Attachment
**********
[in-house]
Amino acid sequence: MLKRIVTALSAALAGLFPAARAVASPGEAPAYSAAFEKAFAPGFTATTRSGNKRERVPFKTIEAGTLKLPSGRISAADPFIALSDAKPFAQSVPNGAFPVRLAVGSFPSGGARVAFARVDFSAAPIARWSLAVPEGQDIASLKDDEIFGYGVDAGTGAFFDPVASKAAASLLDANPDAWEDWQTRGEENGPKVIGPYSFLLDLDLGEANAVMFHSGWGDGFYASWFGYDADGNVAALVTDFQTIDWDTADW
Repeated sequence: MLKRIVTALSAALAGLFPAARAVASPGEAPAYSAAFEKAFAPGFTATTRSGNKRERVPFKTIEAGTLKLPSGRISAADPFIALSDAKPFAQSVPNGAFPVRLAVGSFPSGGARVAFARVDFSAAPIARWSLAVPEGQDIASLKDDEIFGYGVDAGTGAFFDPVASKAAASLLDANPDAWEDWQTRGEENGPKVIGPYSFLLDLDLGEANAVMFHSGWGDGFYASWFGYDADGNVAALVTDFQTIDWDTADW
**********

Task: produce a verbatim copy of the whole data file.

[in-house]
Amino acid sequence: MLKRIVTALSAALAGLFPAARAVASPGEAPAYSAAFEKAFAPGFTATTRSGNKRERVPFKTIEAGTLKLPSGRISAADPFIALSDAKPFAQSVPNGAFPVRLAVGSFPSGGARVAFARVDFSAAPIARWSLAVPEGQDIASLKDDEIFGYGVDAGTGAFFDPVASKAAASLLDANPDAWEDWQTRGEENGPKVIGPYSFLLDLDLGEANAVMFHSGWGDGFYASWFGYDADGNVAALVTDFQTIDWDTADW
Repeated sequence: MLKRIVTALSAALAGLFPAARAVASPGEAPAYSAAFEKAFAPGFTATTRSGNKRERVPFKTIEAGTLKLPSGRISAADPFIALSDAKPFAQSVPNGAFPVRLAVGSFPSGGARVAFARVDFSAAPIARWSLAVPEGQDIASLKDDEIFGYGVDAGTGAFFDPVASKAAASLLDANPDAWEDWQTRGEENGPKVIGPYSFLLDLDLGEANAVMFHSGWGDGFYASWFGYDADGNVAALVTDFQTIDWDTADW